“…much that was human and natural found no expression.”

Fall of Giants
I discovered Ken Follet only recently, historical fiction not normally being my cup of tea. Right now I’m reading Fall of Giants after enjoying The Pillars of the Earth and World Without End. Follet has, I think, a bit of Stephen King’s ability to make you care what happens to his characters, and he plays the long game, with subplots sometimes taking taking generations to play out. Religion plays an important role in his writing, as it must given the setting. His characters include skeptics and true believers, who are inspired by their beliefs to do evil as often as good. Anyway, I thought the last part of this quote might resonate with the godless heathens that frequent this site:

Billy knew he might never enter this house again. Coming back from an army camp, he had seen for the first time that his home was small, the rooms dark, the air heavy with coal dust and cooking smells. Most of all, after the free-and-easy banter of the barracks, he understood that in this house he had been raised to a Bible-black respectability in which much that was human and natural found no expression.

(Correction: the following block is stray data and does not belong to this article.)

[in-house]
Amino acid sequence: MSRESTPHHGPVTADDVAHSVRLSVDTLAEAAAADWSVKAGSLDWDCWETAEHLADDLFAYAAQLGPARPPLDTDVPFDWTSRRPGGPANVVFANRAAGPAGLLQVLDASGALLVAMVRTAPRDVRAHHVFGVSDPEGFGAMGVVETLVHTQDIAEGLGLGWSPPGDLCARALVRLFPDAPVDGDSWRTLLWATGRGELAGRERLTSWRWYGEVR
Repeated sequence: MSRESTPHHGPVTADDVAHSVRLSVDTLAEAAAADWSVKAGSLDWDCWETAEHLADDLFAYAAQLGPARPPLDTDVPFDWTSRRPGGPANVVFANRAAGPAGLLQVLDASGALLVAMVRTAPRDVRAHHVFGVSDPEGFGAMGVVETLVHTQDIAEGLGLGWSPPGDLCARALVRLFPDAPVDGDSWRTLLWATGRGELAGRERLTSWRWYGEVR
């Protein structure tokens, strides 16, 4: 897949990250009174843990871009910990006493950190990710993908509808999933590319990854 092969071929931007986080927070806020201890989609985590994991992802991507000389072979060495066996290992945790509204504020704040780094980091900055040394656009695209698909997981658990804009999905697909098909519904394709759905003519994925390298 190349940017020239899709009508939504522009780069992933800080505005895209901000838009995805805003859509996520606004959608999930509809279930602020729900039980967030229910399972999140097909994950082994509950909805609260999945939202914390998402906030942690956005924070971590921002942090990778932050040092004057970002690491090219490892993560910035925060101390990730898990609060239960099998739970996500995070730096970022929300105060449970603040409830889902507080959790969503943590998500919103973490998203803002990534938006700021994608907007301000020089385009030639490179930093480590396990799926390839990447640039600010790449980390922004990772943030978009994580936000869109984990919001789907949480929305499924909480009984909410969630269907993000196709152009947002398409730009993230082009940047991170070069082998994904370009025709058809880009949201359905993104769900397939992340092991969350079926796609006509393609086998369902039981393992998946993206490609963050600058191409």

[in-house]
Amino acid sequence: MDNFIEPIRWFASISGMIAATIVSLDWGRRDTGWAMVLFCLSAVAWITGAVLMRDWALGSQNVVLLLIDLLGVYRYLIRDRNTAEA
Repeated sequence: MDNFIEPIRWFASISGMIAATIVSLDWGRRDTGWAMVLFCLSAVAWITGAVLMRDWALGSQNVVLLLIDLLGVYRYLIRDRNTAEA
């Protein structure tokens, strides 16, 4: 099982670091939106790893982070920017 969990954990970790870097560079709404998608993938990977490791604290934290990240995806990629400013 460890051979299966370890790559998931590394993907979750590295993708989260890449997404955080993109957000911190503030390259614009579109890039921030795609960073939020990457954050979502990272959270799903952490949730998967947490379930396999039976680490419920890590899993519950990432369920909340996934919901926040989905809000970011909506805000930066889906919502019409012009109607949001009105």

Follett, Ken. Fall of Giants (The Century Trilogy, Book 1) (p. 389). Penguin Publishing Group. Kindle Edition.


  1. kestrel says

    Yes, that does resonate with me… I grew up not *as* a polygamist or part of their sect, but living nearby and knowing some of them, having them as next door neighbors and so on. I’ve tried ever since to understand that mindset but man it is hard to get behind it.

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